• Join over 1.2 million students every month
  • Accelerate your learning by 29%
  • Unlimited access from just £6.99 per month

Outline the arguments for not joining the Euro.

Extracts from this document...

Introduction

Outline the arguments for not joining the Euro. There are numerous arguments that the British government have recognised outlining their decision in not joining the Euro. If Britain joined the euro they would only be one voice out of twelve countries, meaning less influence on policies. Once Britain signs for the euro they would be joined into an irreversible agreement. Many European countries have a desired goal of joining to create a 'United States of Europe' which would involve the submission of Britain's sovereignty and subsequently their global independence as a currency. The British public have voiced their enthusiasm towards having a more localised political management system. The introduction into the Euro means that the political powers of electorates would not be as strong on a local scale if the interests of mainland Europe were to be influential as well. It would create almost a disenfranchisement of political power in Britain away from a local level and more towards a national level. We only have to look at the poor turnout in Britain at the elections for the European parliament to see the disinterest that people have about joining. ...read more.

Middle

In recent years the Bank of England has proved very successful at controlling inflation making Britain no longer the high-inflation capital of Europe, but having a similarly low level to Germany and France. Britain's economy is so out of step with other mainland Europe countries that it would only be to our disadvantage join. One reason why our economy is out of step to that of mainland Europe is partly because we have much closer ties to North America than they do. More than half our trade goes outside Europe, and most of our trade is done in dollars. Over the past three economic cycles the British economy has been seen to be more similar to that of North America than with Europe. Evidence of this is that since the pound fell out of the exchange-rate mechanism in 1992, it has remained relatively stable against the dollar, but very volatile against European currencies. However, the euro has been very volatile against the dollar, so locking the pound to the euro would actually mean more currency instability for the majority of exporters, not less. In contrast, countries on the European mainland do a higher proportion of trade with each other, and their economies are far more integrated. ...read more.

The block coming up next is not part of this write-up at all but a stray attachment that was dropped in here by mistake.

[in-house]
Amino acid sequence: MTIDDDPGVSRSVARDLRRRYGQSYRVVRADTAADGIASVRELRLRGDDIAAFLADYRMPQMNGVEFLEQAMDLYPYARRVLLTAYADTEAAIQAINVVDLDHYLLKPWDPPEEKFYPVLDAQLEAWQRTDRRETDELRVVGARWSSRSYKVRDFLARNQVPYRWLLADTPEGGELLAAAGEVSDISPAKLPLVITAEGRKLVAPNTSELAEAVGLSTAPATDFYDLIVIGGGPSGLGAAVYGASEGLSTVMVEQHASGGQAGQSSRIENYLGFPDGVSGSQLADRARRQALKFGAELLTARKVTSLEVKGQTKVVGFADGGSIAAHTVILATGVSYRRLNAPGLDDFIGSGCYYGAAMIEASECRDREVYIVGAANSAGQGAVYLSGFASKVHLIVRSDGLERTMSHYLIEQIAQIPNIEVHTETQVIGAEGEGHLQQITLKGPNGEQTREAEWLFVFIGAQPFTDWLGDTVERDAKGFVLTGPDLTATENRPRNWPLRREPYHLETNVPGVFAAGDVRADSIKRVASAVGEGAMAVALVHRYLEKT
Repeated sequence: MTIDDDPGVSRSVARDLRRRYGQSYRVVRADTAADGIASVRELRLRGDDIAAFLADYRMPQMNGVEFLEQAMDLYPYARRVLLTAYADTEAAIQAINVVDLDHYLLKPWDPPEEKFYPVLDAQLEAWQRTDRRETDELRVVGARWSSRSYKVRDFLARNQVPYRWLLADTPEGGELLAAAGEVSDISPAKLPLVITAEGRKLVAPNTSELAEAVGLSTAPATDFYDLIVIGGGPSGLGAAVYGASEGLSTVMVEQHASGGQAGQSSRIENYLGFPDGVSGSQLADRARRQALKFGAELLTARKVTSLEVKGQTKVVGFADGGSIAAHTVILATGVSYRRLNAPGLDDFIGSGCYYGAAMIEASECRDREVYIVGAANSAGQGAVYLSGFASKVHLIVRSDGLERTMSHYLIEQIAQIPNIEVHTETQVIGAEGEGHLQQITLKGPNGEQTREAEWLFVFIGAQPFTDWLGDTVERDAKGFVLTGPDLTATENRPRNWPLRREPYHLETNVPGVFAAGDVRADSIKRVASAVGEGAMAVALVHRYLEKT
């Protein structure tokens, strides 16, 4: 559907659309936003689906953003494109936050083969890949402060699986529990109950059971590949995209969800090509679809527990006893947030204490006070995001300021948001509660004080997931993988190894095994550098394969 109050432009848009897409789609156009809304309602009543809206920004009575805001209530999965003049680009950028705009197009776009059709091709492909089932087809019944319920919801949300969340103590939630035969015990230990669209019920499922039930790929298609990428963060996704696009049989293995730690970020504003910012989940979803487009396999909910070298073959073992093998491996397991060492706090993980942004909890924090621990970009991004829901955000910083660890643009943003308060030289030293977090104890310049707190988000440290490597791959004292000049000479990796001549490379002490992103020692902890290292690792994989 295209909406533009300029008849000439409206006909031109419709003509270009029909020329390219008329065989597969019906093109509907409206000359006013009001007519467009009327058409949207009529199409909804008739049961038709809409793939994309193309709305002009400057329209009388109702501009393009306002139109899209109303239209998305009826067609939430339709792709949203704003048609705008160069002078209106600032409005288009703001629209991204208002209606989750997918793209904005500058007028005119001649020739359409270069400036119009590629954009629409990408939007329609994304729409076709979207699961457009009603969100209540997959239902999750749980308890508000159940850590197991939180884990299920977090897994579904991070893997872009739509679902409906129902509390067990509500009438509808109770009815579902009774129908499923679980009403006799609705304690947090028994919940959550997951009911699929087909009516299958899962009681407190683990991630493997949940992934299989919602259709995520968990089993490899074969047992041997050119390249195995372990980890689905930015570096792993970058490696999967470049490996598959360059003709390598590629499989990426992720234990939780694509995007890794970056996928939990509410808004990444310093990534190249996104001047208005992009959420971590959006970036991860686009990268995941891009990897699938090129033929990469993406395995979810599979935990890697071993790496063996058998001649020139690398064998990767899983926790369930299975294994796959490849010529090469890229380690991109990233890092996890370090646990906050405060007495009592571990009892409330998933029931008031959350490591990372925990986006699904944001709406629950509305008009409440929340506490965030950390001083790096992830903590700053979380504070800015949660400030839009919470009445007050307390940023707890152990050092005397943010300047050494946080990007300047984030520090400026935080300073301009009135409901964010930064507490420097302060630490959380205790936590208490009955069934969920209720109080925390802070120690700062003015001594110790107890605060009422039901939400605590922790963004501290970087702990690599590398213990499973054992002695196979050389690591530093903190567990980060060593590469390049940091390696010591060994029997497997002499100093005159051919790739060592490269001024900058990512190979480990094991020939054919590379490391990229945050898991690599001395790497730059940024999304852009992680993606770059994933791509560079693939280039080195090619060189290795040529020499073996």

Conclusion

Euro countries will economically progress as a team due to a more integrated trading pattern between them, resulting in greater competition between the different countries companies and providing a greater incentive to invest across boarders. Britain on the other hand will be left on the edge of Europe with a loss of support and trade from its closest trading allies. To conclude with I would say that the positive aspects of deciding to stay an independent currency would be a sensible decision in an attempt at keeping the British economy as stable as it is at present. I think that joining a 'one size fits all' interest rate could only do more harm than good, especially on this large a scale of an operation. If other Euro countries were to be in recession and interest rates were fixed to aid these countries then it would be our economy that would suffer as a result. The time and effort involved in changing currency will be wasting our attentions towards more vital aspects that need attending too such as the NHS. If we were not to join though we may be left out of what could be a globally dominating currency in future years to come. The Euro can only really strengthen over time, especially with internal trade between Euro countries made easier with the single currency. ...read more.